UK spies forced to withdraw over Snowden files

Britain withdraws spies as Russia and China access Snowden files

Photo by: Reuters
Photo by: Reuters

Updated Jul 28, 2015

Britain has been forced to remove some of its spies after Russia and China accessed the top-secret raft of documents taken by former US intelligence contractor Edward Snowden, British media reported.

The BBC and the Sunday Times cited senior government and intelligence officials as saying agents had been pulled, with the newspaper saying the move came after Russia was able to decrypt more than one million files.

"It is the case that Russians and Chinese have information. It has meant agents have had to be moved and that knowledge of how we operate has stopped us getting vital information," a Downing Street source said, according to the newspaper.

The BBC said on its website, meanwhile, that a government source said the two countries "have information" that spurred intelligence agents being moved, but said there was "no evidence" any spies were harmed.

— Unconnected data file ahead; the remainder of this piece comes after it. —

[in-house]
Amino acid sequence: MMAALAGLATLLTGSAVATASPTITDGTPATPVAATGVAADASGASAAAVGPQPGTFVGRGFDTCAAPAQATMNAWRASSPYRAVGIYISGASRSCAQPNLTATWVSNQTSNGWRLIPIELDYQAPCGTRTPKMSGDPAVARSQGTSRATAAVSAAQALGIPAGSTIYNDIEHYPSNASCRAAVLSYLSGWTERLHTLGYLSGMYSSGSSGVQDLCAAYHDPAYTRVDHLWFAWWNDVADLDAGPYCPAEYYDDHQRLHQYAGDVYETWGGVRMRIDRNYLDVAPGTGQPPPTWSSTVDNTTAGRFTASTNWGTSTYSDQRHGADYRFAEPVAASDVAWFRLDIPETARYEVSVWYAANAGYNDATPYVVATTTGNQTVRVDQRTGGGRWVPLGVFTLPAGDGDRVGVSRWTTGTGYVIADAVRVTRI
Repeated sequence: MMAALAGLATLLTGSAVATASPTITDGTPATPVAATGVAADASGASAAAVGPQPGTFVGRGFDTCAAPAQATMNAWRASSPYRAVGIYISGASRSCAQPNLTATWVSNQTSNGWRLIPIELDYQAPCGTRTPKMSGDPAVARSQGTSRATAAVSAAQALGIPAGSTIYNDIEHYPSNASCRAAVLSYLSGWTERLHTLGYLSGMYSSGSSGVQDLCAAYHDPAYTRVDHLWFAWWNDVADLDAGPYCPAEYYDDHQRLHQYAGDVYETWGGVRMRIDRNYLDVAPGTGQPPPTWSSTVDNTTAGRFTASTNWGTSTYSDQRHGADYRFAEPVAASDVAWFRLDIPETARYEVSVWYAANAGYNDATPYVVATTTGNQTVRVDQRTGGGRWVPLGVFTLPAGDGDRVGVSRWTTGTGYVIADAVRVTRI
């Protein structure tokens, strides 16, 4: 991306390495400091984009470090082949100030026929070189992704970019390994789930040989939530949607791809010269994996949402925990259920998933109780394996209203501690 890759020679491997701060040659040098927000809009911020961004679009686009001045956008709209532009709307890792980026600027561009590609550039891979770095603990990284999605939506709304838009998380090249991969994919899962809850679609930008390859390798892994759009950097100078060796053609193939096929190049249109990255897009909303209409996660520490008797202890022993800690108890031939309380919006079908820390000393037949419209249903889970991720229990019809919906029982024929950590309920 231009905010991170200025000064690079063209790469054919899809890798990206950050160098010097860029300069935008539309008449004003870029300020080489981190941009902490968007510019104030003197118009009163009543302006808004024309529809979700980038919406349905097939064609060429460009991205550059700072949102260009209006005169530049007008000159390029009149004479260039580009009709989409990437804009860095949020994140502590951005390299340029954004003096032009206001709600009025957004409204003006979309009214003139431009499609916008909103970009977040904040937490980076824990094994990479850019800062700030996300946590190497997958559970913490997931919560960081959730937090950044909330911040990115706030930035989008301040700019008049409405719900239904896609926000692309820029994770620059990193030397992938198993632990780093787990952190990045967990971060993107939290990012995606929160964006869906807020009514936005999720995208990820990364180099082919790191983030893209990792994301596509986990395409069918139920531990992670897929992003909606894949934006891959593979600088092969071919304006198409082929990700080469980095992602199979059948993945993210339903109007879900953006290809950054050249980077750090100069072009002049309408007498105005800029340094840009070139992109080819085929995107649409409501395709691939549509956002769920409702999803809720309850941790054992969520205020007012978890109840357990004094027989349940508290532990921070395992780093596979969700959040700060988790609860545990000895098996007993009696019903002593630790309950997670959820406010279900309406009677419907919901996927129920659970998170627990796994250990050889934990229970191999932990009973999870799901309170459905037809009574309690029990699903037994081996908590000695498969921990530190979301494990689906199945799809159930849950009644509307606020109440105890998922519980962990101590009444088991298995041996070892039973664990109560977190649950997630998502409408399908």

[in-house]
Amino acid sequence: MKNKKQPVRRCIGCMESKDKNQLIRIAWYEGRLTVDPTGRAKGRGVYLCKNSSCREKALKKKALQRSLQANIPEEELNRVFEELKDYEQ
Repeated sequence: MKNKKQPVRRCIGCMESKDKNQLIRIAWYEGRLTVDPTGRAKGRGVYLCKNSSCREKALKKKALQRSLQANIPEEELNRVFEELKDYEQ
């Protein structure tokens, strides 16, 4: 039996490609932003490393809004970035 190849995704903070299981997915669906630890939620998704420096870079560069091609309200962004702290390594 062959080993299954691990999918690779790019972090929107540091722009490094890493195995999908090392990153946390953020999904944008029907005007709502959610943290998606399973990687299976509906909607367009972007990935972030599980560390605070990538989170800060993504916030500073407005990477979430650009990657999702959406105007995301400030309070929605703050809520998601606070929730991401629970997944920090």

Snowden fled to Russia after leaking the documents to the press in 2013 to expose the extent of US online surveillance programmes and to protect "privacy and basic liberties".

The Sunday Times said other government sources claimed China had also accessed the documents, which reveal US and British intelligence techniques, leading to fears that their spies could be identified.

Snowden worked as a contractor at the CIA and National Security Agency, where he was able to download 1.7 million secret documents that showed how hundreds of millions of people had been surveilled by the authorities.

He previously claimed that "no intelligence service" could crack the documents, saying he was able to "keep such information from being compromised even in the highest threat counter-intelligence environments".

But an intelligence source told the Sunday Times: "We know Russia and China have access to Snowden's material and will be going through it for years to come, searching for clues to identify potential targets."